“Splash” on PRX
Who did What to WHOM!?
My memory’s not what it once was. But hearing a certain name made an instant connection with the past.
A prominent Tampa lawyer was murdered by his ex-wife. She snapped, drove to his new home and shot him six times. I got a cold chill when the victim was ID’d. I’d known him as a neighborhood kid decades ago when we played kid games.
But the part of the story I couldn’t shake was what his ex did after emptying her revolver. She drove to the nearby Sunshine Skyway Bridge and jumped nearly 200 feet into Tampa Bay. The cosmic joke was on her. Instead of evading an ugly trial and lifetime lockup, she survived.
Now I’d heard about plenty of jumpers who’d used the Sunshine Skyway to exit life. But somebody who actually lived to tell about it?
I’m no fan of gruesome movies or TV, but morbid curiosity took over. What thoughts do bridge jumpers have a second after their feet leave the wall? How does it feel to hit choppy water at 75 miles per hour? How do their broken bodies stay afloat until rescued?
And would this make a good radio story?
Thank goodness for a certain four-letter word.
Luck. I had none of it while trying to set up an interview with the ex-wife in her new home at the state pen. We got a little correspondence going, but it ended abruptly when a letter bounced back “Return to Sender.” Either she decided not to participate or the prison system wouldn’t allow it.
I was hitting dead ends trying to contact a few other surviving jumpers.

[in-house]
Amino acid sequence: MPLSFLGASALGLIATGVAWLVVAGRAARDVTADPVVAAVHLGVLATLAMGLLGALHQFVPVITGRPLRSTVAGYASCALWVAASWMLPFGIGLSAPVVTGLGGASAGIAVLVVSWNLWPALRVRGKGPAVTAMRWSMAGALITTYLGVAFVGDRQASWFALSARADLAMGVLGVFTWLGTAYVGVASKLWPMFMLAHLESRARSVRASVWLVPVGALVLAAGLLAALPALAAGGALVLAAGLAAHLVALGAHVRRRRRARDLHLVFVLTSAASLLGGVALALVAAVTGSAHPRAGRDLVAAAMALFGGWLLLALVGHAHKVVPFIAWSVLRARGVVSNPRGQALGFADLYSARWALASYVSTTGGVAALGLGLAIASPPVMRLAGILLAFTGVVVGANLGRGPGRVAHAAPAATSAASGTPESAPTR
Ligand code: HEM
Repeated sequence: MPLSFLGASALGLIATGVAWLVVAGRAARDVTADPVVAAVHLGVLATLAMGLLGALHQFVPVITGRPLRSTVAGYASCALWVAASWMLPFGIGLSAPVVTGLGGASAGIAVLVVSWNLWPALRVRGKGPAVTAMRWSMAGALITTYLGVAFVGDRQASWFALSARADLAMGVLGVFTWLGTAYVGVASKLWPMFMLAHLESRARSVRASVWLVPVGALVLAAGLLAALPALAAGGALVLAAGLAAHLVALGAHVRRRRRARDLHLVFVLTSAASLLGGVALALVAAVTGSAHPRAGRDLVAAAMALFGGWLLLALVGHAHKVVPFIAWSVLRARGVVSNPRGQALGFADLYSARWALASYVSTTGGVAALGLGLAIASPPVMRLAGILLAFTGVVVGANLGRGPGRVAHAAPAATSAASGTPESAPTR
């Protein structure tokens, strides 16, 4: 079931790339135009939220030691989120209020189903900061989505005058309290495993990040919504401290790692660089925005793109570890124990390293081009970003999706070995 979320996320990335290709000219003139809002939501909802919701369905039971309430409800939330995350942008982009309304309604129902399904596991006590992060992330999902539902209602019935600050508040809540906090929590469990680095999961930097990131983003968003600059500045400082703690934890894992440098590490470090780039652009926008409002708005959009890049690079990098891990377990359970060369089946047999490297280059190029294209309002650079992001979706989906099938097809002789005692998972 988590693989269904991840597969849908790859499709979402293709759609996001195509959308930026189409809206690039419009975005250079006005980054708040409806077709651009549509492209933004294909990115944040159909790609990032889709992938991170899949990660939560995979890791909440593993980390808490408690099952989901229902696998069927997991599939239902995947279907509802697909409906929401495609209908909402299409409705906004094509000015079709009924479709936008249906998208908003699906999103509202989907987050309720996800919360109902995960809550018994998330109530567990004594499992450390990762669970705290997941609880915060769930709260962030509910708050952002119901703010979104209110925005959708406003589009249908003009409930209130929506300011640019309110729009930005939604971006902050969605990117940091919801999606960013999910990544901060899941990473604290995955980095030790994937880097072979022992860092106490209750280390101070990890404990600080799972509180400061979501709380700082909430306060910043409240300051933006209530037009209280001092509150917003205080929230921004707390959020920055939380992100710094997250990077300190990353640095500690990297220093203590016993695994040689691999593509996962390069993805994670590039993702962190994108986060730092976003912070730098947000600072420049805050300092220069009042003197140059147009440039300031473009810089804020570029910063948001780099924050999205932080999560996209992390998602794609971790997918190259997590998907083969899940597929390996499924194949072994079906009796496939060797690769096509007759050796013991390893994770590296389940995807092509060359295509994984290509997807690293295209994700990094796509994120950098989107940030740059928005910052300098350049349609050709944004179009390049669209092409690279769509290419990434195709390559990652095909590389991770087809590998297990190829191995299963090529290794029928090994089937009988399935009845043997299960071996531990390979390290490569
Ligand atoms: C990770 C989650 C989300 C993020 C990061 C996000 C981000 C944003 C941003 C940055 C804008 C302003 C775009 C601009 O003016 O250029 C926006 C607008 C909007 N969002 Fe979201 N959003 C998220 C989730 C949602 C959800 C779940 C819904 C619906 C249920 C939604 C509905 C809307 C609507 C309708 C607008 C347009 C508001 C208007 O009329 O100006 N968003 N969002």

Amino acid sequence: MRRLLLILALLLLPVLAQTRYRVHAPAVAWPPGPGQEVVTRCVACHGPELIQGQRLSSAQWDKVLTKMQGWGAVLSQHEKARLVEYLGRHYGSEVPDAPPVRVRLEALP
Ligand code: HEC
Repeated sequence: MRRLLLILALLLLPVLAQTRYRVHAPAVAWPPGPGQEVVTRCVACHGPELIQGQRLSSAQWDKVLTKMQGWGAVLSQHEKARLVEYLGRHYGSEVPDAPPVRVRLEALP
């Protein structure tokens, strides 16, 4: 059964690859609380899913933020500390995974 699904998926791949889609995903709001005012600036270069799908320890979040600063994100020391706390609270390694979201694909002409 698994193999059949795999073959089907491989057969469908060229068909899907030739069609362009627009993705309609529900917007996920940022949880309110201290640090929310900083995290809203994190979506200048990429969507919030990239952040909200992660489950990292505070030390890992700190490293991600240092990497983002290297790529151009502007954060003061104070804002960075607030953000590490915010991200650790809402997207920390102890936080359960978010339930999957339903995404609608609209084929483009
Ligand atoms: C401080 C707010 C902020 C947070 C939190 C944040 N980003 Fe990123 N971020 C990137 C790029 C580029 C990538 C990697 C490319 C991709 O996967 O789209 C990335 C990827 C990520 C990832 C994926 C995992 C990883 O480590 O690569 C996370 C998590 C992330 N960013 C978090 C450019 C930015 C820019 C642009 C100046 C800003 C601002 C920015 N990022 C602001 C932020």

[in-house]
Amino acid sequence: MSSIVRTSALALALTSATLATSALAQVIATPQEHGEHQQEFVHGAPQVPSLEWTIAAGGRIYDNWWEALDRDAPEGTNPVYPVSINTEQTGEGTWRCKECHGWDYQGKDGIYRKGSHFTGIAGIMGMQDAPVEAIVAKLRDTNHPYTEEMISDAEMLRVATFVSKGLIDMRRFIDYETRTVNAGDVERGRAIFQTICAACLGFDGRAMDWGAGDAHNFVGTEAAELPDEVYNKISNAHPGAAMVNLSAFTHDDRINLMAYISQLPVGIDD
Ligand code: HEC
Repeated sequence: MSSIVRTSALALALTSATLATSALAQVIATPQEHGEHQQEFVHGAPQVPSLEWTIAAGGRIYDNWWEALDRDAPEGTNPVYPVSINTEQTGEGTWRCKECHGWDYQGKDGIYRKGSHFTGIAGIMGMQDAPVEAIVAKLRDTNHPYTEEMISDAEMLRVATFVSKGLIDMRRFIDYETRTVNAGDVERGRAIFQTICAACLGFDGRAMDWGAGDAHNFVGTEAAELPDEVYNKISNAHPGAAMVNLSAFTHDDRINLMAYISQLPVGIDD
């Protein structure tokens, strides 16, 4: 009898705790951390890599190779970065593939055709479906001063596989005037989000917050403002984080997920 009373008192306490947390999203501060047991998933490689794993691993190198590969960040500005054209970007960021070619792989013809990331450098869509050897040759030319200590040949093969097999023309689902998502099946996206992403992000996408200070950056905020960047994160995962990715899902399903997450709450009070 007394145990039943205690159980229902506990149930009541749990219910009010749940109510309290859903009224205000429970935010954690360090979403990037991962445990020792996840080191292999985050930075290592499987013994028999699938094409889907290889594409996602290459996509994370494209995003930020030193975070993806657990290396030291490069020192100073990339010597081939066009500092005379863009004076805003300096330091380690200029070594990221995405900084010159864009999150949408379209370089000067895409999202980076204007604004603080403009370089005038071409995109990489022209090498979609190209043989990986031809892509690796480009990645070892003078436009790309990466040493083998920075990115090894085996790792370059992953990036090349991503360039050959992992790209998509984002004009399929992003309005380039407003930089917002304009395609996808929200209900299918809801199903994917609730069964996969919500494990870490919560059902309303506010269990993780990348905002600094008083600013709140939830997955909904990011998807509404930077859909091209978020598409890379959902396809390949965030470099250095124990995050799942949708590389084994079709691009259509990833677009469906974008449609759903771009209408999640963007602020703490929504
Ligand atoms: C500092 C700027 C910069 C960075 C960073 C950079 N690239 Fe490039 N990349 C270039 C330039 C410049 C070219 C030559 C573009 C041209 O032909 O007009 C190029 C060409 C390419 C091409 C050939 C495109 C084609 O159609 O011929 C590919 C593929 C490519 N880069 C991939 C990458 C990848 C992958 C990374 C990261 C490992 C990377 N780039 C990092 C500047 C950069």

Then luck struck. A survivor named Hanns Jones actually returned my email. After a few phone calls convincing him I wasn’t out to exploit his story for ill-gotten gain (I explained it was for public radio), he agreed to an interview.
Magic. I couldn’t have asked for a better storyteller. Or a jumper so willing to volunteer all the painful and emotional details of his ordeal. Or a voice that could paint the picture like a colorful character in a movie.
Driving away from that first interview with Hanns, holding the tiny speaker on my flash recorder up to my ear, the cartoon light bulb flashed on overhead: “Holy crap! This guy can carry the piece. Who needs a detached narrator when you’ve got the glue to hold it all together, a strong story arc and a commanding voice, all in one.”
All I had to do was take a zillion bits and pieces, assemble them into a coherent story, and orchestrate with other sonic ingredients.
After I found Hanns (a gift from the radio gods?) everything fell into place like few things in life ever do. Even when I hit the occasional speed bump, a solution presented itself that made the piece better.
You’ve heard that luck is some combination of preparation, perspiration and inspiration. I agree — up to a point. But there’s another kind that you can’t account for or prep for. The kind that comes out of the blue like lightning. You don’t need it to make great radio. But it’s a game changer when it happens.
What’s with all the sound design you ask?
Ever notice that the soundtracks of most film and video docs are more complex and better crafted than radio documentaries? Why be self-limiting, unless the piece is pure journalism? Why not use every tool available, including music, atmospheres and SFX?
Strong sound design was always part of my plan, but it also served a practical purpose. I needed it to cover wind-damaged portions of Hanns’ dialogue (micro editing also helped). I wasn’t prepared for the 15-25 mph gusts off the bay in our first interview. My bad. We recorded in calmer locations after that.
I might’ve gone lighter on sound design if the piece had traditional narration. But Hanns’ unflinching willingness to tell his personal story made it a good fit. Really, a perfect fit to elevate “Splash” to impressionist...
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